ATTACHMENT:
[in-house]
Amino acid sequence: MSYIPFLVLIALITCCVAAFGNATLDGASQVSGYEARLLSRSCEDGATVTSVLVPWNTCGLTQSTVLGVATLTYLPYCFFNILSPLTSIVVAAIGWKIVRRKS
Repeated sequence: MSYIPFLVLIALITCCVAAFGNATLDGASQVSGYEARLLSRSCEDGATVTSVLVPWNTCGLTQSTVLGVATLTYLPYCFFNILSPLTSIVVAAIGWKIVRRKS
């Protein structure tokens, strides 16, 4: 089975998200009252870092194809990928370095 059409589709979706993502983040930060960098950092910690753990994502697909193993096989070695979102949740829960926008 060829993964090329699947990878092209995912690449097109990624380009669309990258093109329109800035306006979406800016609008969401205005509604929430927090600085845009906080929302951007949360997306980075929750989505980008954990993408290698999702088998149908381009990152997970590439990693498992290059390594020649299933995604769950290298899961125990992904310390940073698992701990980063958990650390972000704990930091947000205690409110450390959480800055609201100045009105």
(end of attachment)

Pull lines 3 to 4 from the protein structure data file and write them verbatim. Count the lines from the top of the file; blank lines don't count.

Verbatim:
Repeated sequence: MSYIPFLVLIALITCCVAAFGNATLDGASQVSGYEARLLSRSCEDGATVTSVLVPWNTCGLTQSTVLGVATLTYLPYCFFNILSPLTSIVVAAIGWKIVRRKS
């Protein structure tokens, strides 16, 4: 089975998200009252870092194809990928370095 059409589709979706993502983040930060960098950092910690753990994502697909193993096989070695979102949740829960926008 060829993964090329699947990878092209995912690449097109990624380009669309990258093109329109800035306006979406800016609008969401205005509604929430927090600085845009906080929302951007949360997306980075929750989505980008954990993408290698999702088998149908381009990152997970590439990693498992290059390594020649299933995604769950290298899961125990992904310390940073698992701990980063958990650390972000704990930091947000205690409110450390959480800055609201100045009105």